It’s about time we faced J.K. Rowling or Robert Galbraith, in the form of Cormoran Strike, private detective, ex-army, with a bad leg blown off in a war in Afghanistan. Does that ring a bell? Of course, it does. It’s like private dective has be one of those FBI, CIA or army guys. Apart from this colossal similarity, this novel doesn’t contain anything which could be said to be a formulaic musing.
With the instalment of The Cuckoo’s Calling, the author seems have created a character which is very close to the way Sherlock Holmes or Dr. Cal Lightman would solve a crime. Only differences would be the gamut of techniques & time taken up in the investigation.
The storyline is when Lula Landry falls to her death, her brother John Bristow hires a private detective to catch the killer. Now, while everyone including the police believes that it was a suicide, John remains firm on his belief that it was indeed a murder at all times. Cormoran Strike has to investigate the alleged murder, when the trail’s already got cold. An impossible murder, with no lead tailing beyond dead ends, will it hamper the investigation or will Strike be able to crack the case?
The whole story has been endowed with great characterization. The plot and the sub-plots stand out with just as much admiration from the reader as for the knack of description. Although, it does seem to deluge its way in the first three hundred pages. That’s when the author brings out a gloomy side of Strike. It doesn’t linger for a long time. This part of the novel, epitomizes with the aura created in True Detective. It is much like by the book investigation, in depth but it sets a sturdy base for the novel.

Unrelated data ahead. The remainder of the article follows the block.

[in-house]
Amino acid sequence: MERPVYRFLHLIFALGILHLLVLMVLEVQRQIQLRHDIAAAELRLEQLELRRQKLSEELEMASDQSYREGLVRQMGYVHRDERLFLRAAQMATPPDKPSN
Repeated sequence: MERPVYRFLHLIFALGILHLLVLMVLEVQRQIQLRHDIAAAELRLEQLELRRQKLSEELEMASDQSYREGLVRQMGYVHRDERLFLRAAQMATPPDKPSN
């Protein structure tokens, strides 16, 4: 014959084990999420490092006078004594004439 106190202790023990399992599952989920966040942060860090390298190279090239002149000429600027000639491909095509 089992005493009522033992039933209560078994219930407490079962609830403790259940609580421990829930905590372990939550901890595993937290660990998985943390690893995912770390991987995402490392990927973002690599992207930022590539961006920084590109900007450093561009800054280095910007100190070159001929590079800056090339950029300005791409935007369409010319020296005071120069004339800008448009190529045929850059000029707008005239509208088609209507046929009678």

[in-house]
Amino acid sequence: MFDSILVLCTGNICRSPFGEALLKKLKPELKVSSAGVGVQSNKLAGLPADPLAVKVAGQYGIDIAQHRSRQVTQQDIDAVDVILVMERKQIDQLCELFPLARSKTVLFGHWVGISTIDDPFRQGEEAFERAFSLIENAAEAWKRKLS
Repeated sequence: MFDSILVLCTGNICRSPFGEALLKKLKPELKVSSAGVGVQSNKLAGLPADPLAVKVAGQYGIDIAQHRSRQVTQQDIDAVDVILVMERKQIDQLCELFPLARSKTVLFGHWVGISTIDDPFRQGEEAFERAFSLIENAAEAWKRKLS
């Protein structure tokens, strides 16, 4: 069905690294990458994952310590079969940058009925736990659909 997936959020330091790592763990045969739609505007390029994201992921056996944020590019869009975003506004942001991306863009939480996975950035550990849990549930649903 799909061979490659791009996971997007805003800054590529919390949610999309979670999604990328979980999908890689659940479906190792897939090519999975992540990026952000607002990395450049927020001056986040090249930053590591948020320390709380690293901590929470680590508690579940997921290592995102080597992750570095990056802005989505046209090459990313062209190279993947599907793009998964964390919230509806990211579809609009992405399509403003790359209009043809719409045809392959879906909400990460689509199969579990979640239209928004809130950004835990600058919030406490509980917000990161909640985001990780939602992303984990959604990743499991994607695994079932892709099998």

The second half, after about three hundred pages, the book picks up pace and enthrals the reader. It’s from that point, that the anticipation soars up and isuddenly changes it’s gear.This half is more like Castle, but with no punch lines that puts a glee on the face. Strike mostly keeps every bit of evidence to himself, not showing off what he’s got, very contemplative in case he’s tipping off anything to the murderer.
The Final Word:
Robert Galbraith has got very good understanding of the role of different characters and their mindset, shifting through the dialogues of every person and writing them in the form of third person. It is very difficult thing to do, writing in that fashion. It is believed to be very turbulent, but he pulls it off very pragmatically. Though his description might nag you but the cliffhanger will bring out the better of it. The first half may seem a tidbit tedious, the latter makes up for it. The Cuckoo’s Calling is a terrific, gripping and absorbing novel.
My Rating: 4/5.